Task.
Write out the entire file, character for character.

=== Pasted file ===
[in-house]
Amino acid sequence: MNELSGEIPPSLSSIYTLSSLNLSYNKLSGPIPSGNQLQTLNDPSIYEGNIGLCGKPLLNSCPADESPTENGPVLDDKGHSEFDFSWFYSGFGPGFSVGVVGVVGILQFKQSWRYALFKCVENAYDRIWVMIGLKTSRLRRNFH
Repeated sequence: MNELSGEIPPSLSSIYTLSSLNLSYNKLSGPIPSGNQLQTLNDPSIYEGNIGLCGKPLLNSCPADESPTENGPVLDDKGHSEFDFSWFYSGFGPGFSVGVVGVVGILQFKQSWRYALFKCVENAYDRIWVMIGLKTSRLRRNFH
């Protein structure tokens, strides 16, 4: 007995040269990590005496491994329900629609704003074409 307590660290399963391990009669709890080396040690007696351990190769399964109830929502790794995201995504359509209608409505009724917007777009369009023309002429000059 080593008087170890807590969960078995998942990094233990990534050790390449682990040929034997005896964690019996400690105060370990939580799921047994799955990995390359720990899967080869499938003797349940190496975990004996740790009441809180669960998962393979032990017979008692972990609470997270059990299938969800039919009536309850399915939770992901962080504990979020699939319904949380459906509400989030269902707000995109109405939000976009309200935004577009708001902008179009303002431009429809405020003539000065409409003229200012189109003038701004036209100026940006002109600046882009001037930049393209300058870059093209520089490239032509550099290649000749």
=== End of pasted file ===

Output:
[in-house]
Amino acid sequence: MNELSGEIPPSLSSIYTLSSLNLSYNKLSGPIPSGNQLQTLNDPSIYEGNIGLCGKPLLNSCPADESPTENGPVLDDKGHSEFDFSWFYSGFGPGFSVGVVGVVGILQFKQSWRYALFKCVENAYDRIWVMIGLKTSRLRRNFH
Repeated sequence: MNELSGEIPPSLSSIYTLSSLNLSYNKLSGPIPSGNQLQTLNDPSIYEGNIGLCGKPLLNSCPADESPTENGPVLDDKGHSEFDFSWFYSGFGPGFSVGVVGVVGILQFKQSWRYALFKCVENAYDRIWVMIGLKTSRLRRNFH
């Protein structure tokens, strides 16, 4: 007995040269990590005496491994329900629609704003074409 307590660290399963391990009669709890080396040690007696351990190769399964109830929502790794995201995504359509209608409505009724917007777009369009023309002429000059 080593008087170890807590969960078995998942990094233990990534050790390449682990040929034997005896964690019996400690105060370990939580799921047994799955990995390359720990899967080869499938003797349940190496975990004996740790009441809180669960998962393979032990017979008692972990609470997270059990299938969800039919009536309850399915939770992901962080504990979020699939319904949380459906509400989030269902707000995109109405939000976009309200935004577009708001902008179009303002431009429809405020003539000065409409003229200012189109003038701004036209100026940006002109600046882009001037930049393209300058870059093209520089490239032509550099290649000749």